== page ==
• Unspecified type

Note: Include the name of the other medical condition (e.g., personality change due to temporal lobe epilepsy). The other medical condition should be listed separately immediately before the personality disorder due to another medical condition (e.g., temporal lobe epilepsy; personality change due to temporal lobe epilepsy).

Subtypes

The particular personality change can be specified by indicating the symptom presentation that predominates in the clinical presentation.

Differential Diagnosis

Chronic medical conditions associated with pain and disability

Chronic medical conditions associated with pain and disability can also be associated with changes in personality. The diagnosis of personality change due to another medical condition is given only if a direct pathophysiological mechanism can be established. This diagnosis is not given if the change is due to a behavioral or psychological adjustment or response to another medical condition (e.g., dependent behaviors that result from a need for the assistance of others following a severe head trauma, cardiovascular disease, or dementia).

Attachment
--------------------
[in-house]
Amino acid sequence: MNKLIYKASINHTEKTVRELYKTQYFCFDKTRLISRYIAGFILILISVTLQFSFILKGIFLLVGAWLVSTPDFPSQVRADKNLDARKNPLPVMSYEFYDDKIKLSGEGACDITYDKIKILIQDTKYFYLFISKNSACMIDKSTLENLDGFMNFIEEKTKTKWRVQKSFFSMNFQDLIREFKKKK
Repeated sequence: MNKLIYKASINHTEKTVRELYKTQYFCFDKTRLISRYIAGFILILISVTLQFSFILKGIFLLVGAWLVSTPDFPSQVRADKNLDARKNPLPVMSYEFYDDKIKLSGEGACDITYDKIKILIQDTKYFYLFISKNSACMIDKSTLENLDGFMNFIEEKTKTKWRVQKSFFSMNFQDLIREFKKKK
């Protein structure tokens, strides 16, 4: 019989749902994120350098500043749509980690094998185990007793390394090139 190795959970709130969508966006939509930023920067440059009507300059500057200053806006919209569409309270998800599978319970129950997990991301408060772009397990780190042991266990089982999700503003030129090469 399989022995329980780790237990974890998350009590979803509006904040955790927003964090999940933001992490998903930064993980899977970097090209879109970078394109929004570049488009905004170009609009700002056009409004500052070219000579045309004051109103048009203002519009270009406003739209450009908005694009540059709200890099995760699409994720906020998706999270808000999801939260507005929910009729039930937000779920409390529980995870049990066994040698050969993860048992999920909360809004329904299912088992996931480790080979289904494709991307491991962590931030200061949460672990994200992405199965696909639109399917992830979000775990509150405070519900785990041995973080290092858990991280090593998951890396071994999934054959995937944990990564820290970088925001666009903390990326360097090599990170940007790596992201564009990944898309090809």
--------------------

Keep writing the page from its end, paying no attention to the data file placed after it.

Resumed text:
Delirium or major neurocognitive disorder

Personality change is a frequently associated feature of a delirium or major neurocognitive disorder. A separate diagnosis of personality change due to another medical condition is not given if the change occurs exclusively during the course of a delirium. However, the diagnosis of personality change due to another medical condition may be given in addition to the diagnosis of major neurocognitive disorder if the personality change is a prominent part of the clinical presentation.

Another mental disorder due to another medical condition